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Indy Gaming: Hard Rock development plans will ‘completely gut’ The Mirage

Howard Stutz
Howard Stutz

Good morning, and welcome to the Indy Gaming newsletter, a weekly look at gaming matters nationally and internationally and how the events tie back to Nevada.

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(Note: This will be the last Indy Gaming for 2021 as we will be off the next two weeks. Thank you for reading our newsletter and I wish everyone a Happy holiday season and a Happy New Year. Indy Gaming will return on Jan. 5).

In October, Hard Rock Entertainment CEO Jim Allen shared the stage at the Global Gaming Expo in Las Vegas with MGM Resorts International CEO Bill Hornbuckle and Wynn Resorts CEO Matt Maddox during a keynote roundtable discussion about the industry.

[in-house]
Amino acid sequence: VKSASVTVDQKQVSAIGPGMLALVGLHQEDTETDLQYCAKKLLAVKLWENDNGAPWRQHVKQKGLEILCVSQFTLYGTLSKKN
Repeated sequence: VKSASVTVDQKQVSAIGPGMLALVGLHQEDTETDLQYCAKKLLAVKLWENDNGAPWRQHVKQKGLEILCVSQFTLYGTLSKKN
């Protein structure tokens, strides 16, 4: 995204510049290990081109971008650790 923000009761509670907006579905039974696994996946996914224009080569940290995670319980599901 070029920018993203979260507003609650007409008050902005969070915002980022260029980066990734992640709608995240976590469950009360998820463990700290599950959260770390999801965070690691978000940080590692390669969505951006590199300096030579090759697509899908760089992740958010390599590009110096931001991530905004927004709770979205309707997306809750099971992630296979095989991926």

Off stage, Allen and Hornbuckle were quietly discussing a potential sale of The Mirage.

“Frankly, we’ve been having conversations about it for quite some time. They even go back to [former MGM CEO Jim Murren],” Allen told The Nevada Independent Tuesday morning, a little more than 12 hours after Hard Rock announced it was acquiring the operations of The Mirage for $1.075 billion. MGM Resorts said on Nov. 3 it wanted to sell the iconic Strip property.

“Certainly, we needed to wait until MGM started their official process, but we had identified [The Mirage] as a premier location,” Allen said. “We were very enthusiastic to have the opportunity to participate in the [request for proposal] process and it was certainly better news when we went under exclusivity.”